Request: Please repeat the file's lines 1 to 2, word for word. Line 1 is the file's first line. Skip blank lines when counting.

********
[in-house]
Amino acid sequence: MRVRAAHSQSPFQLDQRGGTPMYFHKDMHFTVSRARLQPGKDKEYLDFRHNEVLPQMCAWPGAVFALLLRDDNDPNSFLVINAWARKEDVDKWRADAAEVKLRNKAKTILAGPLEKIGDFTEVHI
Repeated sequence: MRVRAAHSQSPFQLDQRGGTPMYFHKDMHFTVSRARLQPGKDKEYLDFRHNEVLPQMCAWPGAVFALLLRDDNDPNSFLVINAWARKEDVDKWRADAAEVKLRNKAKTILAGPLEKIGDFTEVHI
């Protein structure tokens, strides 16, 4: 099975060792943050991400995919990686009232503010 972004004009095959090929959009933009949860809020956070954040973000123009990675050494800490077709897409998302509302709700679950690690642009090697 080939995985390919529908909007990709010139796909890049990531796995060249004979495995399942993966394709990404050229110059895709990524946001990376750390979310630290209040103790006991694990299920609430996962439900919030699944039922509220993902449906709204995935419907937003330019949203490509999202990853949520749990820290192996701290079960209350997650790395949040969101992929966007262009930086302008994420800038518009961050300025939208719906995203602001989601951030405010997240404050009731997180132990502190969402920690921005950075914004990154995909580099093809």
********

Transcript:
[in-house]
Amino acid sequence: MRVRAAHSQSPFQLDQRGGTPMYFHKDMHFTVSRARLQPGKDKEYLDFRHNEVLPQMCAWPGAVFALLLRDDNDPNSFLVINAWARKEDVDKWRADAAEVKLRNKAKTILAGPLEKIGDFTEVHI